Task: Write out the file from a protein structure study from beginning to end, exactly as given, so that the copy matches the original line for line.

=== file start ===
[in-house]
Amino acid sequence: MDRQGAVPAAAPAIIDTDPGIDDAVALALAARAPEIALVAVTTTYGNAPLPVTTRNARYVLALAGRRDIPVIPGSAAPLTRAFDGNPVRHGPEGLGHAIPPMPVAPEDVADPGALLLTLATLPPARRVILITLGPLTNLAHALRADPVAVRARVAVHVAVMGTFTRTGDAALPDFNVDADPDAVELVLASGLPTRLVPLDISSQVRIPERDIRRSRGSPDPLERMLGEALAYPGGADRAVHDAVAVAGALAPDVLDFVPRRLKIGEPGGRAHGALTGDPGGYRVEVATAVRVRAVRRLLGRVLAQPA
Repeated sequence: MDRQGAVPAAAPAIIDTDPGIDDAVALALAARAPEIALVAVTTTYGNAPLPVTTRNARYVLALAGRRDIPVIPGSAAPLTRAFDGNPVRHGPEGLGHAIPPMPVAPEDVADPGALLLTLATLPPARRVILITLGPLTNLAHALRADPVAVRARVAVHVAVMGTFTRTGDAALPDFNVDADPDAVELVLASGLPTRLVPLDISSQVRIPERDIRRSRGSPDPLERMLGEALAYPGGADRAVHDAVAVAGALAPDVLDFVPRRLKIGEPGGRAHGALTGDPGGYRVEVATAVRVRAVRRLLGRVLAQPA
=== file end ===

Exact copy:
[in-house]
Amino acid sequence: MDRQGAVPAAAPAIIDTDPGIDDAVALALAARAPEIALVAVTTTYGNAPLPVTTRNARYVLALAGRRDIPVIPGSAAPLTRAFDGNPVRHGPEGLGHAIPPMPVAPEDVADPGALLLTLATLPPARRVILITLGPLTNLAHALRADPVAVRARVAVHVAVMGTFTRTGDAALPDFNVDADPDAVELVLASGLPTRLVPLDISSQVRIPERDIRRSRGSPDPLERMLGEALAYPGGADRAVHDAVAVAGALAPDVLDFVPRRLKIGEPGGRAHGALTGDPGGYRVEVATAVRVRAVRRLLGRVLAQPA
Repeated sequence: MDRQGAVPAAAPAIIDTDPGIDDAVALALAARAPEIALVAVTTTYGNAPLPVTTRNARYVLALAGRRDIPVIPGSAAPLTRAFDGNPVRHGPEGLGHAIPPMPVAPEDVADPGALLLTLATLPPARRVILITLGPLTNLAHALRADPVAVRARVAVHVAVMGTFTRTGDAALPDFNVDADPDAVELVLASGLPTRLVPLDISSQVRIPERDIRRSRGSPDPLERMLGEALAYPGGADRAVHDAVAVAGALAPDVLDFVPRRLKIGEPGGRAHGALTGDPGGYRVEVATAVRVRAVRRLLGRVLAQPA